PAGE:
Before the introduction of ART and obstetrical interventions to reduce MTCT about 1 in 4 infants born to a woman infected with HIV became infected. Among infected infants approximately 50% of transmission occurs around the time of labor or delivery, 20–25% occurs in-utero, and 25–35% occurs postnatally secondary to breastfeeding [28
]. In developed countries today, MTCT rate are estimated at less than 2% with the use of ART during pregnancy and in labor, with cesarean deliveries for viral loads >1,000 (copies/mL), 6 weeks of neonatal ART prophylaxis and avoidance of breastfeeding [4
]. Although ART has markedly decreased the risk of MTCT in the United States among adult females infected with HIV, little is known about their effect among pregnant perinatallyinfected females.
The risk of MTCT among perinatally HIV infected females appears to be comparable to the MTCT among nonperinatally HIV infected parturients. The Pediatric AIDS Clinical Trials (PACTG) protocol 219 has enrolled and followed HIV-infected and non-HIV-infected children at clinical centers across the United States since September 2000 to study the complications of pediatric HIV infection. A subanalysis including only perinatally infected adolescent girls aged 13 or older identified a cohort of 638 adolescent girls in which there were 32 pregnancies resulting in live births. One infant was HIV infected, 29 were uninfected, and 2 had unknown infection status, for a rate of MTCT of 3.3% (95% CI = 0.1, 18.6) [7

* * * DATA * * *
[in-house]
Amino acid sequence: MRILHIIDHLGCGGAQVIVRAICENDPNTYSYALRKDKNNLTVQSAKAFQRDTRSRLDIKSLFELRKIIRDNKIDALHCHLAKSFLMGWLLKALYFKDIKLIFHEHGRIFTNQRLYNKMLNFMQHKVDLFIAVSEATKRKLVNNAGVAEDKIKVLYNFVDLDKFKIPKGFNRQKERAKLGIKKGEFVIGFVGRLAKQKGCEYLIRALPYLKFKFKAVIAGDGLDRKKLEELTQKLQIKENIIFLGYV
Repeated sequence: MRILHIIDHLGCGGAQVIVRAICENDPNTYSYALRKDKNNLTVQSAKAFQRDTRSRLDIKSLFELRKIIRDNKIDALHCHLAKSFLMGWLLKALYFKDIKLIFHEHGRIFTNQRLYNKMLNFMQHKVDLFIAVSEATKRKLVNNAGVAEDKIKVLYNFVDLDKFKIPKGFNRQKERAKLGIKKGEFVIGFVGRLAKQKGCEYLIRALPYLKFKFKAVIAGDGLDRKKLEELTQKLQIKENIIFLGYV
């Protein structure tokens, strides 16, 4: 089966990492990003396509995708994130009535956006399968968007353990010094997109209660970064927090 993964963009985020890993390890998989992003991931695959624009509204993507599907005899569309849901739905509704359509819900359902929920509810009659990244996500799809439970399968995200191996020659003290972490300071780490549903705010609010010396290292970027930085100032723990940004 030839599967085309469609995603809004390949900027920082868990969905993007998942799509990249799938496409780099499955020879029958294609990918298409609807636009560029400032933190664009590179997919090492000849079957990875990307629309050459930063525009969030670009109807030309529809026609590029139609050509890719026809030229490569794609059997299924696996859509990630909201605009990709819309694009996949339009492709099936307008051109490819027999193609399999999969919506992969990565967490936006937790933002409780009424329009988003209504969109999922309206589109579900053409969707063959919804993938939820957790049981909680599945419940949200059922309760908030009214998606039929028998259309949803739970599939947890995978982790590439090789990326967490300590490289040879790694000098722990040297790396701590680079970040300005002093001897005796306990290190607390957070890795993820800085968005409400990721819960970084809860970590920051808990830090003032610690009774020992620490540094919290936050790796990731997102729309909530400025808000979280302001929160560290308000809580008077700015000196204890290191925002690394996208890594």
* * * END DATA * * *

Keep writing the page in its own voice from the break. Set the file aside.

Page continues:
]. All adolescent girls received ART during pregnancy with 26 receiving combination therapy with at least 3 drugs including a protease inhibitor (PI); the case of perinatal transmission occurred in 1 of the 2 girls receiving a PI and a nonnucleoside reverse transcriptase inhibitor (NNRTI). In the cohort described by Williams et al., there was 1 case (10%) of perinatal HIV transmission however this was attributed to patient noncompliance [19
]. At the time of publication of the European study, one of the nine infants was confirmed uninfected, seven were presumed uninfected and the most recently born was still indeterminate [17
]. Although this corresponds to a 0% MTCT the 95% confidence interval is wide because of the small sample size and the upper limit is 36.7%. An earlier study from Puerto Rico identified eight cases of pregnancy in perinatally HIV-infected females. These resulted in six viable infants with no MTCT at the time of publication [11
]. Most recently Millery et al. reported on 19 live births in a cohort of perinatally infected women from New York City in which there were no cases of MTCT [20
]. Young people may have problems adhering to ART and pregnancy could compound this [30
]. Therefore, young infected pregnant women need additional counseling about proper ART use and social support to achieve maximal viral suppression which is vitally important to preventing MTCT.